By Owen Quinn
Gerard Brennan is already a local writer of hard hitting crime novels but he is also a playwright and together with his father, Joe, has a hit show on his hands. The Sweety Bottle is about to make a triumphant return to the Grand Opera House in Belfast and TW caught up with both of them to find out all about it in our very first double interview Has writing always been a passion for you?
Since I read my first Roald Dahl book. It just took a long time to figure out how to actually become a writer.
What made you want to go for it professionally?
When I realised I couldn’t be happy working in an office.
Are you a regimented writer so do you just go with the flow?
I started off going with the flow. Most writers do, I think, especially when they’re still finding their feet. But over the years I’ve realised that a good routine is the only way to keep the momentum going. That and outlining. Took me a few books to discover the value of a good outline (though I’ll not be a slave to it if the story wants to go in another direction).
What for you defines a good book?
What writers influenced you growing up?
Roald Dahl first. But when I graduated to the grown-up part of the library (around age 12) I became a Stephen King junkie. Read mostly horror all through my teens (Koontz, Simmons, Laymon) and some fantasy stuff (Dragonlance, David Gemmell and Terry Pratchett, mostly – three distinctly different flavours) and then discovered Northern Irish crime fiction through early Colin Bateman and Eoin McNamee books. That’s when I realised I could write powerful stories about my immediate surroundings and others might actually read them.
What was your first published book and what is the story behind it?
THE POINT came out in paperback in October 2011 (before that I’d co-edited Requiems for the Departed, but that book belongs to all the contributors not jus me and Mike Stone). It’s about two young guys who move from Belfast to Warrenpoint and cause havoc. It’s kind of an inversion of my life in my late teens/early twenties as I moved from Warrenpoint to Belfast and had a wild time. I didn’t do anything illegal, though. My characters in THE POINT weren’t quite as restrained.
How did you go about getting yourself noticed? What avenues are there in Northern Ireland for up coming writers? And what worked best for you?
I suppose my blog, Crime Scene NI, got me the most recognition amongst other writers. I reviewed the books I was reading and interviewed as many of the authors I could. It was an interesting hobby that helped me find my own writing voice. I also went out and met authors when I could at their book signings and events, mostly at No Alibis on Botanic Avenue (one of the best avenues for any writer or reader) and found each one of them very generous with their time and advice. But first and foremost, writing and sending my work out was the most important thing. Networking and trying to figure out the publishing world yields nothing if you haven’t done the work.
You’ve contributed to several anthologies. Where does any writer here go to in order to fin out how to submit tot these anthologies?
When I first started writing I used websites like Ralan.com and Duotrope to find places looking for short stories. These were mostly geared towards speculative fiction, however, and as my writing became more crime fiction influences, I simply used Google to hunt for websites and magazines that might be interested in my work. Now I sometimes hear about anthologies on Facebook or Twitter, but mostly I get contacted directly and asked to submit, which is always nice. Again, it took a lot of work and patience (and rejection) to find myself in this situation.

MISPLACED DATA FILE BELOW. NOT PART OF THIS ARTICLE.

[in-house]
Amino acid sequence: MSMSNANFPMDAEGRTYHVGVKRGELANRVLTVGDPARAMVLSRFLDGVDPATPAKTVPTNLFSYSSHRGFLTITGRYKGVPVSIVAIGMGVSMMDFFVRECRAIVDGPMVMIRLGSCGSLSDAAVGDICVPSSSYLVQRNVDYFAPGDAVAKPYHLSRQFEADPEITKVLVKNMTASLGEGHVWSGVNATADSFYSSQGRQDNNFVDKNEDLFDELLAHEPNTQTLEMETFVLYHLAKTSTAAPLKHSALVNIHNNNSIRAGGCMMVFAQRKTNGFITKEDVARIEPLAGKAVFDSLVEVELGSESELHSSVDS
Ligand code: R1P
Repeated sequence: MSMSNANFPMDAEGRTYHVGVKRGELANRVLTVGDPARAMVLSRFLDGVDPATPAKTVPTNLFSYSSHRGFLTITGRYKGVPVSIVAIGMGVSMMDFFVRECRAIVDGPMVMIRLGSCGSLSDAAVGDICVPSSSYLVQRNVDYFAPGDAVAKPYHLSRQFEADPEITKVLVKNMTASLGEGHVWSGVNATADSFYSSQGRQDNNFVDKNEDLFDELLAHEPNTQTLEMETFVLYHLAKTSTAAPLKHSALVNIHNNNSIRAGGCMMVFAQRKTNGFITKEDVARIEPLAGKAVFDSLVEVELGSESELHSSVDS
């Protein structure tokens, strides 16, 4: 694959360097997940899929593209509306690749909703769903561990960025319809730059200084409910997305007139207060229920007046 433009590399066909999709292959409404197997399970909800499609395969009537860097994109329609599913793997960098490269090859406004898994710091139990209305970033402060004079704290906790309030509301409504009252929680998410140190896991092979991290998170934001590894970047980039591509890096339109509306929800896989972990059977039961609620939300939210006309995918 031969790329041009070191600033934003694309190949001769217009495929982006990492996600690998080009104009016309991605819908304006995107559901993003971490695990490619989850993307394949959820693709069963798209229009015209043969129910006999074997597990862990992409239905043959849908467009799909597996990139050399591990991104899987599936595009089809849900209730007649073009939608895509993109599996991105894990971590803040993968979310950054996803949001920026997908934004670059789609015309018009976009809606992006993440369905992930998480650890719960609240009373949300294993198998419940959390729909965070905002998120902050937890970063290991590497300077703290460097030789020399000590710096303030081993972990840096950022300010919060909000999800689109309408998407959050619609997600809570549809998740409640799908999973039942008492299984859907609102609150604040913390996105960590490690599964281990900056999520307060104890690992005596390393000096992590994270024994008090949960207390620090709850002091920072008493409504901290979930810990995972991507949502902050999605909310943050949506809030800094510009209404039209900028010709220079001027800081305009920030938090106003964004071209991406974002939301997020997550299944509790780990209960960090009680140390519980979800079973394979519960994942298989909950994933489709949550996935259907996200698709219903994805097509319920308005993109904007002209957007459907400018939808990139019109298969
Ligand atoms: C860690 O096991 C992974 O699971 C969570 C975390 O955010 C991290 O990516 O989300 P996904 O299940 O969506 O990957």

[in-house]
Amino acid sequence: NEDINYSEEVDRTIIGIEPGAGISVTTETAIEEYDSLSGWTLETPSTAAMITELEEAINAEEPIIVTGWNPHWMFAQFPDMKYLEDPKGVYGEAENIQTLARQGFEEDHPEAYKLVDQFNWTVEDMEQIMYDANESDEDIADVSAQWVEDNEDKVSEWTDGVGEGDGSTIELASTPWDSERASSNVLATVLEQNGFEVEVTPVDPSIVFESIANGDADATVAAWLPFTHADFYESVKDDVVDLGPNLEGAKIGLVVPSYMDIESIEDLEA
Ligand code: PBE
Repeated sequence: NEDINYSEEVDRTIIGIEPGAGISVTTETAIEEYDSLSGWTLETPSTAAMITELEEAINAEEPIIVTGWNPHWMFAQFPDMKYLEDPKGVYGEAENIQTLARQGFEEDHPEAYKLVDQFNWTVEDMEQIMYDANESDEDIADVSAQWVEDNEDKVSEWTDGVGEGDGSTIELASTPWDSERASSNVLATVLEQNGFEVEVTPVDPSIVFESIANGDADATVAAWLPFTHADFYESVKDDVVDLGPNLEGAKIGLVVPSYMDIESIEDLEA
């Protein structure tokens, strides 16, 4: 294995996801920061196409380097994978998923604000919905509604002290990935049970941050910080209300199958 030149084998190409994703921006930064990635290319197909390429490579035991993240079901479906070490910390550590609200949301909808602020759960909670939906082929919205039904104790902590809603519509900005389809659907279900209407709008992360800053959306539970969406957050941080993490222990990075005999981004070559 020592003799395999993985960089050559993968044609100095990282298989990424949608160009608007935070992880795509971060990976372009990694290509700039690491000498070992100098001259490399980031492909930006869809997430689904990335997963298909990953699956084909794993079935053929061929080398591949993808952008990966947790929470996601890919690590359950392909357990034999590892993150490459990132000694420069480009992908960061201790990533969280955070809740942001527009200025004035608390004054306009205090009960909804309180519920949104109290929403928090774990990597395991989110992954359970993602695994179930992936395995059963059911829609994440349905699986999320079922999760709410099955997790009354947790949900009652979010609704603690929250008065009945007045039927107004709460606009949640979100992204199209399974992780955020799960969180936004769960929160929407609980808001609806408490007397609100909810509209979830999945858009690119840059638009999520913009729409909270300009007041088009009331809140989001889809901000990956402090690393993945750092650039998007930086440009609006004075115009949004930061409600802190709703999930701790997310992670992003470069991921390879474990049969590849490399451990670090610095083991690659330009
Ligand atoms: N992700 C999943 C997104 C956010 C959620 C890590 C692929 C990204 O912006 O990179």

How did Wee Rockets come about?
I lived in Beechmount Parade for a few years in the early 2000s. And I became fascinated with the place. Around the same time I randomly caught a programme about the slums in Peru where a gang of kids who called themselves The Piranhas mugged adults regularly. They overwhelmed them with numbers and the adults were powerless. It got me wondering if that sort of crime could ever happen in West Belfast. Those were the seeds.
Your books are very people based.They are hard hitting and don’t hold back from the likes of drugs and crime. Why do those stories appeal to you?
That’s real life. People watch reality TV and think they’re getting an insight into human behaviour. But most of that crap is scripted and as far removed from reality as you can get. I like to think fiction (ironically) can give you a better insight into human behaviour.
Northern Ireland books are usually associated with the Troubles. Have you seen a move away from that where readers can see there is more to the people here than the Troubles?
That was the trend for a good ten years, but now the real Troubles fiction is re-emerging and it’s written by writers from Northern Ireland who have had the time to come to terms with their respective experiences. I think we’ll see a renewed interest in Troubles literature over the next ten years, but it’ll be the best of it and more people will be interested in it. I’ve heard Stuart Neville or Adrian McKinty say (both masters of modern fiction heavily influenced by the Troubles) that the best stories about Viet Nam emerged after the conflict and that we’re entering a comparative era now in Northern Ireland. I think they’re right. Wish I could remember which one said it. Either can claim responsibility if they read this.
How did the Sweety Bottle come about?
My dad and I were talking to my uncle Michael over dinner one Sunday. The topic of my writing came up and Michael mentioned how many stories had come out of a shebeen my granda used to run on the lower Falls. That shebeen was called The Sweety Bottle. As my dad and my uncle swapped memories and laughed their backsides off it became obvious that there was a story there, begging to be written. Who better to write it with than my dad? He experienced the place first hand.
Again it’s a very people based story. Do you think that tradition of oral story telling has faded or has it just taken a new form?